In the Great War, armored trains were used primarily on the eastern battlefield. The first assemblies were built by the Russians back in 1912 and were successfully used in Galicia against German and Austro-Hungarian troops. Following the Russian example, the Monarchy also began to build similar ones. The first three makeshift trains made of materials found on site were completed in 1914. Afterwards nine more assemblies have been made in the hinterland.
The light trains consisted of an armored locomotive and two cars with machine guns connected in front and behind it. Of these, six were built at the turn of 1914-15. The heavy trains had two locomotives. In between of these was a machine-gun command carriage, and at the beginning and end of the train was a gun carriage. A 7 cm marine cannon was placed in rotating turrets. There was also a machine gun assembled on each side. Communication between the cars was via an internal telephone line. Three such heavy armored trains were built in the Monarchy (serial numbers VII, VIII, and IX). On the IX. train there was one cannon car, a locomotive and two machine gun wagons. Later, for safety reasons, a flat car was also set up at the front of the train as protection against undermining the railway track. On other occasions, a flat car equipped with anti aircraft MGs were attached, especially to trains used on the Italian front. Additional passenger (resident) and freight wagons were also connected to the armored trains on the way, which were switched off before battles. The light trains also received various types of gun carriages in 1916, thus, only one light MG train remained in use.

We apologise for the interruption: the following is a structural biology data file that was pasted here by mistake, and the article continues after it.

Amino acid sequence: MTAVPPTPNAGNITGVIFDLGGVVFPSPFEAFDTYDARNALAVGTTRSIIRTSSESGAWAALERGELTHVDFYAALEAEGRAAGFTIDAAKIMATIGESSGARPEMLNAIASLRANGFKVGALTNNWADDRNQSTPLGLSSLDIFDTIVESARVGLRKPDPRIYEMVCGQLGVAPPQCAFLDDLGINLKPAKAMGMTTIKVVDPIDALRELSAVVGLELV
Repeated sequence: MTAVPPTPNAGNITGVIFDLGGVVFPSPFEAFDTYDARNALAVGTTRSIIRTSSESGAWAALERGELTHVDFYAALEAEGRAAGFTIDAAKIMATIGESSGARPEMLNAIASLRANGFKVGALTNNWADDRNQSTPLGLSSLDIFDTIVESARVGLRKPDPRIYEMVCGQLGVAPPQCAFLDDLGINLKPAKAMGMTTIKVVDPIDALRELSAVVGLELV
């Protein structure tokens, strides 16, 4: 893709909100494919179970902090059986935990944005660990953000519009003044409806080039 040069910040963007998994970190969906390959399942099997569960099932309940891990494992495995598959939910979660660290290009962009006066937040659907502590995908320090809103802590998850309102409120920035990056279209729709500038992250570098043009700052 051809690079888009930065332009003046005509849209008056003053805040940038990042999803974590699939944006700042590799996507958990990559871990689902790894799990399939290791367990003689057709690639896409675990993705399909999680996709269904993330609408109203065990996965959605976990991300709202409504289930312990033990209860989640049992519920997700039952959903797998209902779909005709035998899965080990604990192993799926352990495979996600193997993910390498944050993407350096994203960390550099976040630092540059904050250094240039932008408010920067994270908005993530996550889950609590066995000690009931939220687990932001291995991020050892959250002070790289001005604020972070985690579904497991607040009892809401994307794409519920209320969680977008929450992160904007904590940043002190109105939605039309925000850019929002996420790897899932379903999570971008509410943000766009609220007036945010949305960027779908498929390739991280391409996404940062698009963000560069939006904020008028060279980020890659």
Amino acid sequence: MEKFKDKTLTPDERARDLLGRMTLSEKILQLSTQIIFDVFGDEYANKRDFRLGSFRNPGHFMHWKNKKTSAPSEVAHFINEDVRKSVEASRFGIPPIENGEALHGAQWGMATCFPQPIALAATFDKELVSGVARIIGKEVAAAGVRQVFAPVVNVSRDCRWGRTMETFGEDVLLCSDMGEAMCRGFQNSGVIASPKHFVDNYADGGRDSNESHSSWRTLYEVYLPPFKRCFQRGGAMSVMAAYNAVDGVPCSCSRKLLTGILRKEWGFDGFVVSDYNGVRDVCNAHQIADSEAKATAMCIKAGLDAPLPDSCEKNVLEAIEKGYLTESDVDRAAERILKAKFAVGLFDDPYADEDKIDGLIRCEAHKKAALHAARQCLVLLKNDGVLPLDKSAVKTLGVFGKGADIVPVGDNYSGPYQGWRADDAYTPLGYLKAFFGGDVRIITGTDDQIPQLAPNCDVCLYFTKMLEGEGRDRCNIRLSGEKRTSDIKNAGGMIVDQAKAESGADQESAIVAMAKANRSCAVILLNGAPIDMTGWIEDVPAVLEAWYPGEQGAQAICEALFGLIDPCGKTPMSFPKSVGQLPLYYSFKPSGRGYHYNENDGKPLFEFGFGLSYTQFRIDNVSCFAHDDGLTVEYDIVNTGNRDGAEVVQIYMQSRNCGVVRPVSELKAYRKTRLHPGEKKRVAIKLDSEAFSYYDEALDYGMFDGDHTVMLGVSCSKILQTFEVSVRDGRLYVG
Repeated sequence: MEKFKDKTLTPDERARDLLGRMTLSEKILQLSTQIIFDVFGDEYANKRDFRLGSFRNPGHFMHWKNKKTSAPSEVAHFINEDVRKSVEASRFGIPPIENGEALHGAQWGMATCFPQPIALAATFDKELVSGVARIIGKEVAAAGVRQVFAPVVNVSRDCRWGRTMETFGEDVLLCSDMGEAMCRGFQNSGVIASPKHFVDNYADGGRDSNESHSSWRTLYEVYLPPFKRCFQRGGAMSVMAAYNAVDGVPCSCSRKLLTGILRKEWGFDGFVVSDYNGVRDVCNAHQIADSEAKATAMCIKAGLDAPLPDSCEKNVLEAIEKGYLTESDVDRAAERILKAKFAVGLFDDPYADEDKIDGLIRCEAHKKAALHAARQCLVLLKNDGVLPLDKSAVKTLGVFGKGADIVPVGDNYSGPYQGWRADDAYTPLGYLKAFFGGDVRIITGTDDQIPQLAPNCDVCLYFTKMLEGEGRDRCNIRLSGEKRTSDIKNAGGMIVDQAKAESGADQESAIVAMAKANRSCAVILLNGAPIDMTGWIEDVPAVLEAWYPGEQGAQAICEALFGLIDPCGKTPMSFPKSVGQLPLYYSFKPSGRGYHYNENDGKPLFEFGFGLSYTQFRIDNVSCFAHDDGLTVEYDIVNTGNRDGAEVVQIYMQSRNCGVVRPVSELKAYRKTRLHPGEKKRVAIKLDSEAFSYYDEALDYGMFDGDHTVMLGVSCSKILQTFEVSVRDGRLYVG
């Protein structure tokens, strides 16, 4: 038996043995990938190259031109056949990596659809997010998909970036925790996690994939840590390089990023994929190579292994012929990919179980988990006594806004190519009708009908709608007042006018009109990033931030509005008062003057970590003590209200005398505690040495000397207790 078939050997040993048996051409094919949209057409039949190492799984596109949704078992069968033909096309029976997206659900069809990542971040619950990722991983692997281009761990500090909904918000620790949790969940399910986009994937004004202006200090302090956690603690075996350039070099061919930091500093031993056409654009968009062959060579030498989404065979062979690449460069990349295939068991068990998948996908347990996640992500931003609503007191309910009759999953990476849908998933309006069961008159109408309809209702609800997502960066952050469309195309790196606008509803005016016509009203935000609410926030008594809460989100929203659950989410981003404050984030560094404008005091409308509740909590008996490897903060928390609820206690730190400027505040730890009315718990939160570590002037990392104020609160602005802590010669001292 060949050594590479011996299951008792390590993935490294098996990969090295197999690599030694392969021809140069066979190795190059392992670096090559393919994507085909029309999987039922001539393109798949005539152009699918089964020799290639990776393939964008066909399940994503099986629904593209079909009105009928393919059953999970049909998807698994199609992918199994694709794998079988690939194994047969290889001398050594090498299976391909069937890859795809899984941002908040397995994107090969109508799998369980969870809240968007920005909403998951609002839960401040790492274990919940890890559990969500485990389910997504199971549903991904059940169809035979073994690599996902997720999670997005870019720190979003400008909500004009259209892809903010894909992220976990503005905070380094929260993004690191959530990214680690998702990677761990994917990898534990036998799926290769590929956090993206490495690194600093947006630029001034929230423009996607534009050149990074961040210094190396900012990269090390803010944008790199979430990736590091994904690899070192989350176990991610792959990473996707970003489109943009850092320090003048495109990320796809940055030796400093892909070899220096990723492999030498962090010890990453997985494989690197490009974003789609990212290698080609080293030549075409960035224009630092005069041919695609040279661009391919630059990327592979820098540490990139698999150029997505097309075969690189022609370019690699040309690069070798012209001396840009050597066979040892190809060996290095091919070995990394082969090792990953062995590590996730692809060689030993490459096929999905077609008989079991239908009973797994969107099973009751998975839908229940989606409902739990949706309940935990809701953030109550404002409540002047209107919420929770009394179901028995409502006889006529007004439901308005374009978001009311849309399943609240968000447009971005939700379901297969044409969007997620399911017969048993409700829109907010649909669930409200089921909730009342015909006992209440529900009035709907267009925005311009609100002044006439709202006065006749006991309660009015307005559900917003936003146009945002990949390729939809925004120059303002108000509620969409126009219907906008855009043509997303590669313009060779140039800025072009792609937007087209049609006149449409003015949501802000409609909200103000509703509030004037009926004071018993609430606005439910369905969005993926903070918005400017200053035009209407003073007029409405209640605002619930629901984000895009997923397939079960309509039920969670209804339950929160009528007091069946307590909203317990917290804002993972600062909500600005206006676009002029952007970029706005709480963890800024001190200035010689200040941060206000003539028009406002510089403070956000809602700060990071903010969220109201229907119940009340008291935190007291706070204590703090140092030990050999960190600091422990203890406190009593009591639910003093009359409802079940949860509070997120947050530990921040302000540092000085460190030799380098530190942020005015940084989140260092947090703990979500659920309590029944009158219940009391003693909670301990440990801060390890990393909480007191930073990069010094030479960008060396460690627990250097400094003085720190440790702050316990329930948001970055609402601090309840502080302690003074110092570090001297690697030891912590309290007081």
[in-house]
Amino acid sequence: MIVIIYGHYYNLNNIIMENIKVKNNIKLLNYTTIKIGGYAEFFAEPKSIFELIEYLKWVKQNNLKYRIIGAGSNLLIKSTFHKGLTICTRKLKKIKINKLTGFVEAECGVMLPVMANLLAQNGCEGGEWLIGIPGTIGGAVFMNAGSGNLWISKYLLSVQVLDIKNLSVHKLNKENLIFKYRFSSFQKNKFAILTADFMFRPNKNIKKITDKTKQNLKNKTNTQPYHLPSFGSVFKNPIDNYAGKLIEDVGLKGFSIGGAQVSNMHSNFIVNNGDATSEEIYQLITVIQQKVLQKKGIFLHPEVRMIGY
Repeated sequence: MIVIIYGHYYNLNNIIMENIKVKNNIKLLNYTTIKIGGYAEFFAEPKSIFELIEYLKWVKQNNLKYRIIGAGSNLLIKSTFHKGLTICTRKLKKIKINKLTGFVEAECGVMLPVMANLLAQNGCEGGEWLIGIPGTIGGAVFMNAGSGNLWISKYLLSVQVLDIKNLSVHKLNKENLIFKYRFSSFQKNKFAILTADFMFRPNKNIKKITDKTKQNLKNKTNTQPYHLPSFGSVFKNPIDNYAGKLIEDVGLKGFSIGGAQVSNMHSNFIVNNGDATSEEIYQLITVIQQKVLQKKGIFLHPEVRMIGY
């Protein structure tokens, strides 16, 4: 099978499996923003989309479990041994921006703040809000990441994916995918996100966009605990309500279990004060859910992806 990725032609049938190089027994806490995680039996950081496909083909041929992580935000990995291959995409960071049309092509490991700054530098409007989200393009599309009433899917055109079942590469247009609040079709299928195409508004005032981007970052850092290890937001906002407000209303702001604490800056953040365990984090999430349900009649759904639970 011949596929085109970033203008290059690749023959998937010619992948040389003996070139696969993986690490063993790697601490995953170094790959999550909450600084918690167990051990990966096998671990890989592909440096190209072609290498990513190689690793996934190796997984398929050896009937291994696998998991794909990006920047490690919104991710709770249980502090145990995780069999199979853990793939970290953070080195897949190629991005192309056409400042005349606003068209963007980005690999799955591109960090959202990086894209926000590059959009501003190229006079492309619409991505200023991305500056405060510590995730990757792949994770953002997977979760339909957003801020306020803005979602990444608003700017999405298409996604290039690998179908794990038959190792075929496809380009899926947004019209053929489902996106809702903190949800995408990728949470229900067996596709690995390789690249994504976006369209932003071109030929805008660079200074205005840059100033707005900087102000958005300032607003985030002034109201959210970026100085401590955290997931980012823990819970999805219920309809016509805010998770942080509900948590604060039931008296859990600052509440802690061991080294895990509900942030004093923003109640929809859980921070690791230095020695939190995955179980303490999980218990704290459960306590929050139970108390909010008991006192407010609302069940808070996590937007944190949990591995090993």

There were four Kappenabzeichen depicting armored trains. The opening picture shows one of the most beautiful. The photo shows either VII or VIII heavy armored train at Zborów station in 1916. In the foreground is the cannon carriage, at the end of the assembly are the caravans. There is the same train on another similar badge in the Art Nouveau frame made without serial number. The third badge with the same train design adorns the inscription IV. This was an obvious mistake, as train no. IV was a light unit without a cannon carriage. It’s like it appears on a contemporary field postcard. Later in 1916 this train received one of the gun carriages of train VII, but that car was not attached immediately after the locomotive, as is shown on the badge.
There was also a fourth ARKANZAS-made badge titled “Armored Train in Battle,” but it featured only a stylized image of an armored train.